Given our exposed online landscape, it's been found that consumers are largely unwilling to share their mobile number with online service providers -- even if it's in exchange for security. Considering their mobile number to be a personal identifier and valuable information, a YouGov survey found that only 11 percent of U.S. consumers would be willing to share their mobile number to add extra security to their social media accounts.
Related: Why Your Credit Card Company Wants to Replace Magnetic Strips With Microchips
Adding to the list of deployment challenges, another issue emerging with SMS-based 2FA is failed delivery of those SMS messages. The same Ponemon survey found that a majority of North American organizations cite that:
- Eleven to 20 percent of verification passwords sent via SMS message fail to be delivered to the end-user's mobile device.
- Of those, 48 percent failed because an invalid mobile number was entered by the end-user.
In summary, there are two big problems: first, precious funds get squandered on the cost of sending text messages that never arrive to their intended destination. Secondly, a fledgling reputation is called into question because it appears to the end-user that the company didn't hold up their end of the bargain.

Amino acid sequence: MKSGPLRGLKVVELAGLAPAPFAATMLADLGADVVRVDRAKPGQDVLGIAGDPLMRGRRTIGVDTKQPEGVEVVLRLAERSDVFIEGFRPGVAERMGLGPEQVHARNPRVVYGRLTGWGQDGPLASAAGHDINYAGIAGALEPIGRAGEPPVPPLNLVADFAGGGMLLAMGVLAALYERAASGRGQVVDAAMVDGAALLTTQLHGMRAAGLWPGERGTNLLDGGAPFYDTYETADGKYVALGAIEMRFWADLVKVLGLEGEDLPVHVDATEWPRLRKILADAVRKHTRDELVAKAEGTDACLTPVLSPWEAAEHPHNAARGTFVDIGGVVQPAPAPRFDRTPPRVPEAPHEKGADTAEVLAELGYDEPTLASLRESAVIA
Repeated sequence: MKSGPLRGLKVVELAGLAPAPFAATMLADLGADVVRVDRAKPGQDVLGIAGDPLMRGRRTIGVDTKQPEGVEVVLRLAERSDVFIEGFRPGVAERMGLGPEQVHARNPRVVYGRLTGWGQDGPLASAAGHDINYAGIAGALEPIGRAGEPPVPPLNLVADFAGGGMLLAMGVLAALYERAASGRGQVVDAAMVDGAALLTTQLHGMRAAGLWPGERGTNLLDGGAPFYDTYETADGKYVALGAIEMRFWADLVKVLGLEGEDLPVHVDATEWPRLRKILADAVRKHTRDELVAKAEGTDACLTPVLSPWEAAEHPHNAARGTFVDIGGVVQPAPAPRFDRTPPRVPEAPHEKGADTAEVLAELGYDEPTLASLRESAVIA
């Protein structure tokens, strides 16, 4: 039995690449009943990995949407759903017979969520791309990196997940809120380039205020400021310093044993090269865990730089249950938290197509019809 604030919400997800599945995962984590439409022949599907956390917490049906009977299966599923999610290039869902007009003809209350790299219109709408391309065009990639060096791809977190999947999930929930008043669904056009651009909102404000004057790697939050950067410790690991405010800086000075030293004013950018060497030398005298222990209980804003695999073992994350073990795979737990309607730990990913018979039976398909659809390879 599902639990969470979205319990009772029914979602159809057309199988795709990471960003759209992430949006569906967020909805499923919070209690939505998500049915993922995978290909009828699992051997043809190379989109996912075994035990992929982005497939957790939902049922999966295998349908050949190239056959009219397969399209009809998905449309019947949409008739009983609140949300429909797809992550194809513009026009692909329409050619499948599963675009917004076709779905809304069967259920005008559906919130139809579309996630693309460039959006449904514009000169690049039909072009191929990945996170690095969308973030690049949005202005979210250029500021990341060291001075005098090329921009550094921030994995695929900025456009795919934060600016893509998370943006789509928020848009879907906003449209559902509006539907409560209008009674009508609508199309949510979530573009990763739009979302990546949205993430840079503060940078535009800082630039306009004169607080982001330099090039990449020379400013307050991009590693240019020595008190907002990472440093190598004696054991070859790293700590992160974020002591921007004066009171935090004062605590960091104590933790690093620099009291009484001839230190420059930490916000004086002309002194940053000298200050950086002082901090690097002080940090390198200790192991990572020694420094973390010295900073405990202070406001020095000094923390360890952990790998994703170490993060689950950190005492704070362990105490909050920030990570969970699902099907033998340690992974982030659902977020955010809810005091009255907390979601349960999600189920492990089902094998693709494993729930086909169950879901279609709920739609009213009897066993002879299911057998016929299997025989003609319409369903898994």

How to break the stalemate. With technical deployment issues on one side and sensitivities from their customer base on the other, how can online startups succeed with security on their services?
Like a good epoxy, it's a two-part plan: companies have to be up-front and transparent with their users on how they're handling online security and why a mobile number is a critical ingredient to securing end-user account and personal information. Second, consumers have to do their part and get educated on the security process, inducing them to opt-in for 2FA offered by favorite apps, sites and social networks they subscribe to.
Business leaders need real-time visibility in the form of verification tools that validate mobile numbers. With the right tools in place, companies can instantly notify users if they've entered an inaccurate mobile number, saving on the cost of text messaging fees and eliminating the possibility of incomplete authentication.
Currently, only 6 percent of Ponemon survey respondent use enhanced verification tools, and all of them reported improved customer satisfaction, reduced customer support costs and higher conversion rates.
As the most active year for cyber-criminal activity, according to Verizon's Data Breach Investigations Report, 2013 has made us all too aware of our susceptibility to security breaches. It's no longer acceptable for online organizations to ignore or push off security measures to protect their customers' information.
In fact, it's not off-base to predict security provisions will soon become a decision-making consideration for consumers when making online purchases. Smart entrepreneurs preparing to launch online services should be making security a high priority when developing their go-to market strategy. Ultimately, their survival and way forward could depend on it.
Related: Better Late Than Never? Target Accelerating Program to Detect Credit-Card Fraud.